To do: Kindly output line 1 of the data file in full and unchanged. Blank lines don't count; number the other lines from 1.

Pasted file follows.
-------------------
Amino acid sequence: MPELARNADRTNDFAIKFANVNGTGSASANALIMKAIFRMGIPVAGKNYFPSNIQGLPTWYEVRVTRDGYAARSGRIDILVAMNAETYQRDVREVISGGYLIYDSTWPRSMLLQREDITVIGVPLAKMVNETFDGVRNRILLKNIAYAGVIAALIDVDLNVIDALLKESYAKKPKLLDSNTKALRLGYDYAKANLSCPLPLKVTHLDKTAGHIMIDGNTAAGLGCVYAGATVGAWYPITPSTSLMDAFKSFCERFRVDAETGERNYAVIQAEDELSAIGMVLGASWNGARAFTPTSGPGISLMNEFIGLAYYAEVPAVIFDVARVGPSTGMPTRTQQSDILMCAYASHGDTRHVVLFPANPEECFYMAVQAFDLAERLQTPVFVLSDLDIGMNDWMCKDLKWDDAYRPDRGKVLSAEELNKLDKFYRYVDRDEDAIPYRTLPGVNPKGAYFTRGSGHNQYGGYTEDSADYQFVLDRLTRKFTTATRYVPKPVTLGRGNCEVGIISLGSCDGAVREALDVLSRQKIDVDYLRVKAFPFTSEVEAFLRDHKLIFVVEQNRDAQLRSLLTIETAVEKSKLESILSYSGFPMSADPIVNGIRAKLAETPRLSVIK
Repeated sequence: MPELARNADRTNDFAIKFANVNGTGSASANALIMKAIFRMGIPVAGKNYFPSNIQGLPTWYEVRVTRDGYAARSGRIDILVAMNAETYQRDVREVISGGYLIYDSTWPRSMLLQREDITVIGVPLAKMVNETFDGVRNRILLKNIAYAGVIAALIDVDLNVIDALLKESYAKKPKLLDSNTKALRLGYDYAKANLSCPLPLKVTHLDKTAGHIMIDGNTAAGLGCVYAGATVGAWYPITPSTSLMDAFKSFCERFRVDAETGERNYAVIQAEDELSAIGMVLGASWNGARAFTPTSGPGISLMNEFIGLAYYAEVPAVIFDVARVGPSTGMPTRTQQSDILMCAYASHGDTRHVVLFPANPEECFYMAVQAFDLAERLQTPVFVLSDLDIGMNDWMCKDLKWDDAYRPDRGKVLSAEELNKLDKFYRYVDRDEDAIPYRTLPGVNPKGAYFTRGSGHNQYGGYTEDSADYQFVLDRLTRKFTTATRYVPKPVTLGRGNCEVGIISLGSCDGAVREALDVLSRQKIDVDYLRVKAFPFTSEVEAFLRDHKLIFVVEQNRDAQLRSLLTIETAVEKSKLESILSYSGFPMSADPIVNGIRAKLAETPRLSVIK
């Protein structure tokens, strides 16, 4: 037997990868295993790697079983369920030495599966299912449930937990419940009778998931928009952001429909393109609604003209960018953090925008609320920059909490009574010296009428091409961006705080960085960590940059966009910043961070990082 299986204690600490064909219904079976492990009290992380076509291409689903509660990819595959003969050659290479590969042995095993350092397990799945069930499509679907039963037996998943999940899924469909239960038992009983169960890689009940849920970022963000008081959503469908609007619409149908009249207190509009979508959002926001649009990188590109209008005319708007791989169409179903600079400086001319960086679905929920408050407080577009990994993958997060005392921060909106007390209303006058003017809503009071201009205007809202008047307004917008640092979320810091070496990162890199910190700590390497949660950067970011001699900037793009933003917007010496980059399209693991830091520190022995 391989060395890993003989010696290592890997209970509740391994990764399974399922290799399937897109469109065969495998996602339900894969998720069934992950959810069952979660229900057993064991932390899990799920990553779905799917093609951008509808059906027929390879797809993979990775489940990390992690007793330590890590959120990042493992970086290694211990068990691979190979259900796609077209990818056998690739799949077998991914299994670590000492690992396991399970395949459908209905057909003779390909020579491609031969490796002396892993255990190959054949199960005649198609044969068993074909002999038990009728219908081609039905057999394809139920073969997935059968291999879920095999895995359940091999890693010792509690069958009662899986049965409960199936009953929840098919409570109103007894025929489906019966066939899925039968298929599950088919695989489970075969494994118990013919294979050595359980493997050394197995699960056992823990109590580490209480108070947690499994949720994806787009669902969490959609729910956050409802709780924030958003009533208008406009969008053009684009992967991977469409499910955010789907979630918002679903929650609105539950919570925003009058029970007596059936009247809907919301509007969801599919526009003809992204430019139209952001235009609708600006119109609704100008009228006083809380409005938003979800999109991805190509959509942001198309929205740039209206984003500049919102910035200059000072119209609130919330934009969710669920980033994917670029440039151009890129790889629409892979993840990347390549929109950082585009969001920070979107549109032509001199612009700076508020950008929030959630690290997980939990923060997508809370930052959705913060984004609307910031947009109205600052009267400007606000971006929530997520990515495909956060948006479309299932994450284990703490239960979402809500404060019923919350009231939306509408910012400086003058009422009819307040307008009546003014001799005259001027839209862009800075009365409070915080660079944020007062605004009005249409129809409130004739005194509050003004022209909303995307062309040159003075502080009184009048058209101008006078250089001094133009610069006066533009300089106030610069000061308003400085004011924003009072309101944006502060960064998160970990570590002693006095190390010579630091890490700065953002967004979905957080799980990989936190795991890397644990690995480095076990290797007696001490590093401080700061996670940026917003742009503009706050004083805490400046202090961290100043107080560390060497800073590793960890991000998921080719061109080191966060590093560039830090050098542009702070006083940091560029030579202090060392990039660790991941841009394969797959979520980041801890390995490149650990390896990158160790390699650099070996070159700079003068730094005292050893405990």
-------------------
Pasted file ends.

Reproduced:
Amino acid sequence: MPELARNADRTNDFAIKFANVNGTGSASANALIMKAIFRMGIPVAGKNYFPSNIQGLPTWYEVRVTRDGYAARSGRIDILVAMNAETYQRDVREVISGGYLIYDSTWPRSMLLQREDITVIGVPLAKMVNETFDGVRNRILLKNIAYAGVIAALIDVDLNVIDALLKESYAKKPKLLDSNTKALRLGYDYAKANLSCPLPLKVTHLDKTAGHIMIDGNTAAGLGCVYAGATVGAWYPITPSTSLMDAFKSFCERFRVDAETGERNYAVIQAEDELSAIGMVLGASWNGARAFTPTSGPGISLMNEFIGLAYYAEVPAVIFDVARVGPSTGMPTRTQQSDILMCAYASHGDTRHVVLFPANPEECFYMAVQAFDLAERLQTPVFVLSDLDIGMNDWMCKDLKWDDAYRPDRGKVLSAEELNKLDKFYRYVDRDEDAIPYRTLPGVNPKGAYFTRGSGHNQYGGYTEDSADYQFVLDRLTRKFTTATRYVPKPVTLGRGNCEVGIISLGSCDGAVREALDVLSRQKIDVDYLRVKAFPFTSEVEAFLRDHKLIFVVEQNRDAQLRSLLTIETAVEKSKLESILSYSGFPMSADPIVNGIRAKLAETPRLSVIK